Adam McKay: There's a scary thing, through using the evil force called Twitter, which--
Chris Hayes: Never heard of it.
Adam McKay: --is a virus. We all know that.
Chris Hayes: Yes.
Adam McKay: But there are some good things going to it. I've actually had conversations with and gotten to know a lot of the climate scientists like Michael Mann and Bill McKibben. The one question I always ask them, I always say, "Is it possible, we're so far outside the zone of what we know is going to happen or so far outside the zone of known science, that there is a trigger moment with all of this? One day we do wake up, and there are seagulls flying across the sky, and everything is tipped?" Every one of them says, "Yes." That's the scariest thing I've ever heard. They really don't know.
Chris Hayes: We don't know. I mean, we're veering out of the Holocene. I mean, we're veering out of a period in the planet. Some people may or may not know this, but we've been the beneficiary of a remarkably stable climate, that is in geologic time, extremely rare and also rather short. We're now kicking the system out of this stable band, that all of what we would consider human civilization has developed in. There's been ice ages, there's been hotter and warmer periods, but it's all been within a band that's fairly stable.
Like you said about the atmosphere, kind of miraculously so. Like it probably isn't an accident that the stability that happened there and what we call human civilization flourished within it. We're now on the frontier of an experiment, in which we kick out of that and so everything is sort of up for grabs. That's the thing that's so, again, it's so wispy in my mind, what that up-for-grabs-ness looks like, and how, to be honest, like how you make meaning of it.
Because I think the thing that you talked about before, about the visceral panic, and I've talked to David Wallace Wells in the podcast about this, and I don't know how many people in this room feel this way. This is a great thing to do when you have a thousand people in a room, is just talk about panic. But you get that feeling, that the prickle in the back of your neck or that kind of tingling captured sensation you get when you stare out to the cosmos or picture of your own death from thinking about it too much.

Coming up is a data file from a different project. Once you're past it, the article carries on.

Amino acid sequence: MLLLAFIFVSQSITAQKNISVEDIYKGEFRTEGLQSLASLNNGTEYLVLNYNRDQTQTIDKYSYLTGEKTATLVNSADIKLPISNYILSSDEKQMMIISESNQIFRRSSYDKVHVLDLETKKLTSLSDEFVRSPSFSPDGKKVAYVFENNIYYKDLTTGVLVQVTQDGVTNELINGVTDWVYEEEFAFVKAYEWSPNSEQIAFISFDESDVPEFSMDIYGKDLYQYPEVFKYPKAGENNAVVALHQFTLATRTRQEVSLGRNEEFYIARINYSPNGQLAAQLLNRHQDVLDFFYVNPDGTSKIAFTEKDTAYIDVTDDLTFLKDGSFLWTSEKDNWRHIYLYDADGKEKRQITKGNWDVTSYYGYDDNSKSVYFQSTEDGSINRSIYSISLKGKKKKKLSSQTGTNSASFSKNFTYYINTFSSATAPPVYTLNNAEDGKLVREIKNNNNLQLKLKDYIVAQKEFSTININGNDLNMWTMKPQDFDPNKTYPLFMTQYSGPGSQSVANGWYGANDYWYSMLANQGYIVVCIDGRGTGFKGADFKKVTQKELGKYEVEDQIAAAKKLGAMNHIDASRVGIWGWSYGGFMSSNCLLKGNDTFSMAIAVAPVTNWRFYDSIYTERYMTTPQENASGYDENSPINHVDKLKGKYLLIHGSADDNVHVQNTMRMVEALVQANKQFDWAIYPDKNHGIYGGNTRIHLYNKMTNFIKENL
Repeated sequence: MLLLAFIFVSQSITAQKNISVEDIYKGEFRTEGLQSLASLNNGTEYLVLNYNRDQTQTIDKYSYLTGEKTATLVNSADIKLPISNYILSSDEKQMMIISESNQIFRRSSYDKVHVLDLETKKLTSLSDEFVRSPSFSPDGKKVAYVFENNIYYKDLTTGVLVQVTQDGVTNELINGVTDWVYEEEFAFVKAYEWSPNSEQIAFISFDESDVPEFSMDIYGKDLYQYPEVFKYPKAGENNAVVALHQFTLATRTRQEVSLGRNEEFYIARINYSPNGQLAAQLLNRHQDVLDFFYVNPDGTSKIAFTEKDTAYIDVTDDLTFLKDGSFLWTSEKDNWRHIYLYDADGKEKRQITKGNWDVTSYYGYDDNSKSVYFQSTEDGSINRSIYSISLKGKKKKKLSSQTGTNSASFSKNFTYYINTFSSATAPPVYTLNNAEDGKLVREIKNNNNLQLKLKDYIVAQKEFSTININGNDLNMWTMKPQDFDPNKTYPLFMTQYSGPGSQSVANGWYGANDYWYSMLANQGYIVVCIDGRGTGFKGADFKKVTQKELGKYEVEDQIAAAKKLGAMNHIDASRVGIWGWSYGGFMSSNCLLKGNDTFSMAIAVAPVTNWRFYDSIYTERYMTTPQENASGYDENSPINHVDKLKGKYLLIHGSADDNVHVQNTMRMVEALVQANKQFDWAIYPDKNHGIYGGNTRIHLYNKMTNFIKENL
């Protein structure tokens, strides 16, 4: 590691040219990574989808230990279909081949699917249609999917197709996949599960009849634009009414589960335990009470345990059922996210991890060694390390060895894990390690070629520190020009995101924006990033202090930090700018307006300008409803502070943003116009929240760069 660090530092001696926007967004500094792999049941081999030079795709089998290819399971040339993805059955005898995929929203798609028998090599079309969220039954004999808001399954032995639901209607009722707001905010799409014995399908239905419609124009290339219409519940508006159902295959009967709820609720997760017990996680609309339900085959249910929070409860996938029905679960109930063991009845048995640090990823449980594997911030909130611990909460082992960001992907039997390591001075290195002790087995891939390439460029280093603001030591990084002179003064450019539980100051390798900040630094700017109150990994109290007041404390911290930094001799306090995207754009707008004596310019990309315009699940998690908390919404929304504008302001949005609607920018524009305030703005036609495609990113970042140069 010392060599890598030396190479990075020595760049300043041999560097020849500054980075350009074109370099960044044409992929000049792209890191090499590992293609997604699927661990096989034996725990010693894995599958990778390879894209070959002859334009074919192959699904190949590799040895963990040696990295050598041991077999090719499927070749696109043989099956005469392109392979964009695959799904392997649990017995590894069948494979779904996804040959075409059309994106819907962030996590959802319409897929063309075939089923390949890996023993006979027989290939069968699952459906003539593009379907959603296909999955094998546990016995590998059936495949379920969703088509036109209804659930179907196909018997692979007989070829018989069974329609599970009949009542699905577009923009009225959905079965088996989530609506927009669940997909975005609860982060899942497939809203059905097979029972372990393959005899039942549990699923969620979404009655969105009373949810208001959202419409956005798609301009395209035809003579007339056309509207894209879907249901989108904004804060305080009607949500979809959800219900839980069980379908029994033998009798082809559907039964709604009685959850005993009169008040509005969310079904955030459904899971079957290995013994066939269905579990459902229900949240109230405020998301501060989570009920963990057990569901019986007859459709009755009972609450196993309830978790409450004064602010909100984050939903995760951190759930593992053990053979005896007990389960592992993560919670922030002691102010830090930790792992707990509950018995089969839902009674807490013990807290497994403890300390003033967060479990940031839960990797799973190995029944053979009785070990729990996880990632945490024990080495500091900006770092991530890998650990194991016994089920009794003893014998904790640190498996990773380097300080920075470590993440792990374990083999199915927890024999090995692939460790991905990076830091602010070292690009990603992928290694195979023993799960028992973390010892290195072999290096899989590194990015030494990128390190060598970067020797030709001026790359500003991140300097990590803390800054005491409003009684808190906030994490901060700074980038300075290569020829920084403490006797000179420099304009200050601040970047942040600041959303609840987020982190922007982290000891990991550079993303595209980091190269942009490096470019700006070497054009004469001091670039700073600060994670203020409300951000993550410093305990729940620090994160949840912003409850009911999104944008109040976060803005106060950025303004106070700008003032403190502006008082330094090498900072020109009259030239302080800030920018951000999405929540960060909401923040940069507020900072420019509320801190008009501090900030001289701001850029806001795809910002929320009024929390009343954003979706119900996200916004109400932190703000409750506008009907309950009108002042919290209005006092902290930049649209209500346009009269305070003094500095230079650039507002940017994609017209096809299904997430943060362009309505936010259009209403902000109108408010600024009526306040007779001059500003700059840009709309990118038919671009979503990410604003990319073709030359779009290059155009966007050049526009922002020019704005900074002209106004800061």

And to me it's like, how do you resuscitate that sort of spirit of meaning in what can feel like this sort of oppressive, vast meaninglessness, of what it is, and to me, that comes down to storytelling. That is what we do to make meaning. I know that you've been like, how do you think about telling stories on this topic now? Because I know it's something that you've been wrestling with.
Adam McKay: We're about to announce our new company in a couple of days. I think it'll be coming out Wednesday. One of our main missions, is to tell this story. We're in a time that has never existed for human beings, so how do you? The answer of course is, I have no effing idea, but we're going to try.
There's a couple of different things we're trying. We're working on an anthology series with David Wallace Wells, based on his book, "Uninhabitable Earth," that'll be kind of in the style of "Black Mirror."
Chris Hayes: Love that idea.
Adam McKay: That's based on different visions of the future, and what's coming our way, whether it's in 10 years or a hundred years, we're about to take that out and sell it. I'm working on a feature film, with a very simple premise, which is a meteorite, it's going to destroy the planet, and no one gives a shit.
Chris Hayes: Wait, I'm losing track of the allegory. I cannot compute that.
Adam McKay: We're also working on a couple other projects. We have a podcast company that's about to start and I'm working with David Sirota, on a project that's kind of a "World War Z" telling of the next 50 years and how we solve the climate crisis, so we're kind of kicking that back and forth. He's currently working on Bernie Sanders' campaign, so it's been a little slow going.